Coronavirus pandemic made us more vulnerable to new narratives, looking for alleged experts and hidden meanings. If one of your friends is a conspiracy theorist fanatic and uses only junk (dis)information sources, do not get mad at them. It won’t help. The only solution is hard work and understanding the mechanism – then we can give them real aid.
Professor Amy Morrison of Canadian University of Waterloo admits that in extraordinary COVID-19 situation it is easy to be fooled by misleading news. We know it perfectly, however the research explains much more. ‘Many stories that tend to go viral activate our sense of fear or anger about something’, says Amy Morrison.
According to the researcher the fact that we are in middle of the pandemic and we are subjected to various restrictions, that we are unable to do the things as we would like to additionally deepens it. It causes some communiques about the public health to appear complicated and inconsistent. Because of that such vulnerability to disinformation. ‘There’s a bit of an information vacuum. People are afraid, and when people are afraid, they don’t do the sniff test on things, generally’, says Morrison. ‘When people are in heightened emotional state, usually they believe what they want to believe or what confirms they existing fears’, she adds. However, as she stated, there are easy ways to verify false information:
‘The first thing to do is take a deep breath and check your emotions — how does this thing in my Facebook feed make me feel?’ Morrison argues that it is enough to take a deep breath and to ‘open a second browser window and start verify the information we have found that has shaken us up’. It is important to reach the original source and to verify its credibility. Obviously, if it is impossible, it should be a red flag for us.
Morrison states that some people who follow “toxic information sources” can be emotionally attached to them. Therefore convincing them that the source is false can be more difficult. The researcher points out that it is highly difficult to convince people who are activated by very strongly held political, personal or religious beliefs, even referring to the facts.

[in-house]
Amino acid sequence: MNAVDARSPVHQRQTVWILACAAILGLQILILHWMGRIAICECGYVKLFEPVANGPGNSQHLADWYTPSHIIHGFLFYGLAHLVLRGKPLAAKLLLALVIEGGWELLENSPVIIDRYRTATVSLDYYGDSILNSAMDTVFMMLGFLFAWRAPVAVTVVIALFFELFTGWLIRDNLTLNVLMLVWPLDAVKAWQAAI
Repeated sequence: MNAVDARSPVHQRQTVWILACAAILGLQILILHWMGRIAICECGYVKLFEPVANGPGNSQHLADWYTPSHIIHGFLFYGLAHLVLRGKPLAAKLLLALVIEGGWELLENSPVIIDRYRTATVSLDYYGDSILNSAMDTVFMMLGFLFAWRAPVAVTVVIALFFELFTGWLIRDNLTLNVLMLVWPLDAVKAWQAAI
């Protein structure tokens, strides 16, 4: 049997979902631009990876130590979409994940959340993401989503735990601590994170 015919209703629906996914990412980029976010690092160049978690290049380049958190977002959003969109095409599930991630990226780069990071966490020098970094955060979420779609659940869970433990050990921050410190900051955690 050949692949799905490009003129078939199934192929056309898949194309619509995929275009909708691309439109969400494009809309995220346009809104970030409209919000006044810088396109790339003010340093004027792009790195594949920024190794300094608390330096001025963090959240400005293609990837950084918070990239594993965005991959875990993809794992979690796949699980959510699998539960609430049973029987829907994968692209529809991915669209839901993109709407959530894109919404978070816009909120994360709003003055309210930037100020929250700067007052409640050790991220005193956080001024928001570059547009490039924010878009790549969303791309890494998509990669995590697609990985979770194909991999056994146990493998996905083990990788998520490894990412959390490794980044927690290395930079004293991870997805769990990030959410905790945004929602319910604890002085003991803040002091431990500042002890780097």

It is even more difficult because, according to the study by McGill University of Montreal, people who get their news mostly from social media are more prone to believe in fake news. According to Canadian researchers people who declared Twitter to be their main source of information had more incorrect ideas about COVID-19; they saw it as smaller threat and less often applied preventative measures such as social distance.
Aengus Bridgman, a PhD Candidate at McGill University and co-author of the study quoted by Globalnews stated that there are many explications why it happens. ‘Historically, organizations, large-scale news organizations felt a deep sense of sort of civic responsibility that they were trying to inform the public good. This sense of responsibility led to the creation of editorial standards and professional ethics’ states Bridgman. The scientist adds that social media, despite their declarations, ‘do not feel that same sense of responsibility’.
It is also linked to the fact that the owners of social media do not want to recognise their communication channels as media per se and to act according to the rules similar to those imposed on radio, TV, Internet outlets or newspapers. They consider themselves to be only the platforms to share the content by the users themselves. Therefore their responsibility is lower than in case of „traditional” media. Of course, it is changing for better – both Facebook and Twitter declare that they do see the problem and introduce new regulations. It is still difficult to consider the situation satisfactory, though.
What to do if our friends think not only that “there is no pandemic” but that all of this is a conspiracy of big corporations in order to chip the humanity and reduce world population? Try to talk, show the subject in different light, send them an article to read. It sounds banal but it is the only solution. ‘The best way is to approach them gently and through emotions… it’s best to try to find an emotional connection. Most people, I find, are not willing to change their mind when you tell them they’re stupid’, says Amy Morrison.